GUEST POST: Putting up with the Jones’.

I am very happy to be writing a guest post – thank you!

This story begins just a few days ago, at about tea-time. For context though I’ll tell you something about the day in question – I mean this whole post relies on a mood being set and set right from the start.

So Thursday was my first day off mid-week with DS for over a month; I had a dentist appointment and afterwards picked him up from nursery to spend some real quality time. I’ve just started to work for a company in central London, where my hours are long enough to mean that some days I wake before DS, but get home when he’s asleep. It breaks my F. heart; I used to be at-home-dad! Without sounding too corny – I mean, I am pretty loose with masculinity to be honest – but anyway, without being too corny, I preferred being a ‘male mum’.

So there it is, it’s Thursday, and this previously lovely next door neighbour decides to cause a scene. I am in the kitchen and I’ve just finished feeding DS. DS is still in the high chair watching CBeebies. Patricia steps into her garden and I haven’t seen her because I’m facing the other way. Patricia’s usual bubbly tone is absent, she doesn’t flinch, but her lips purse just enough to mumble out a rogue wave.

Is DS all right?


I didn’t hear her and I’m still happy, besides DS has eaten well. A parents mood usually mirrors their child’s diet; the more buoyant the tummy, the more buoyant the behaviour. Patricia decides to repeat herself. I can see now that a thick layer of rhetorical positioning was being employed here. Setting yourself up for a volley was never deemed skillful on the playground at school and I don’t have much time for it these days either. I didn’t know it right then, but she was about to hit the volley quite square and quite firm at just about head height.

Is DS all right?

Oh hiya! Yes, he’s a bit moany, but he’s fine.

He’s been crying for one and a half hours…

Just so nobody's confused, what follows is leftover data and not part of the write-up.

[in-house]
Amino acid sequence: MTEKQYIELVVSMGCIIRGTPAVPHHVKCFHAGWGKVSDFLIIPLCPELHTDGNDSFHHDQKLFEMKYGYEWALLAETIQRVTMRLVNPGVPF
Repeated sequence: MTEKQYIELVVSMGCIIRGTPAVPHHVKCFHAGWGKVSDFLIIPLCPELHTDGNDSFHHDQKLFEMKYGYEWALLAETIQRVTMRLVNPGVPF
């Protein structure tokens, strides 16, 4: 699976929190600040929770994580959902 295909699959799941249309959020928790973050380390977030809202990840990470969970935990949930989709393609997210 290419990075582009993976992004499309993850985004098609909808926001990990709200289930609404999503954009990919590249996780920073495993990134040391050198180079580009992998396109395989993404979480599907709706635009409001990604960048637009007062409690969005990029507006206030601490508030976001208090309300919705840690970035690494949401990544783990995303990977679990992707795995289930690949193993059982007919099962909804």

Well, he’s going through his terrible twos stage, trying to show me who is boss, and a few other things going on too.

Yeah but don’t you give him a hug or anything?

Excuse me?

Don’t you give him a hug?

What the F.? This sweet old person has turned out to be an interfering lady-dog. I feel red in the temples, not the cheeks, and it burns too; somehow my blood is simmering when it reaches head height. I don’t know how to respond to someone I have spoken to like a ‘nice old person’ for two months while living here. I mean, now that I’ve had time to think, I remember that there are only two types of old people: cute and humble, or grumpy and rude. I need to tell her to F. off, but I love the moral high ground too much to let her ruin my composure. I’m not embarrassed by her accusation, I’m embarrassed for her.

Actually I don’t appreciate this line of conversation, Patricia.

Well I live next door and I hear him crying all the time.

I know, but when he is being difficult I ‘do’ the ‘parenting’.

Well are you? Because..

Patricia, I don’t have to stand here and… actually, I don’t have stand here. Goodbye Patricia.

I close the door and Patricia shouts something that is made incoherent by the pane (window pane that is). I’m not used to this, being young and rather innocent – I mean, in the sense that I don’t ever see aggression coming. I expect people to be pleasant by default. It’s a downfall of mine that makes me vote left and respect old people. One of those tendencies is under review – ever since the Lib Dems created a Tory coalition that is.



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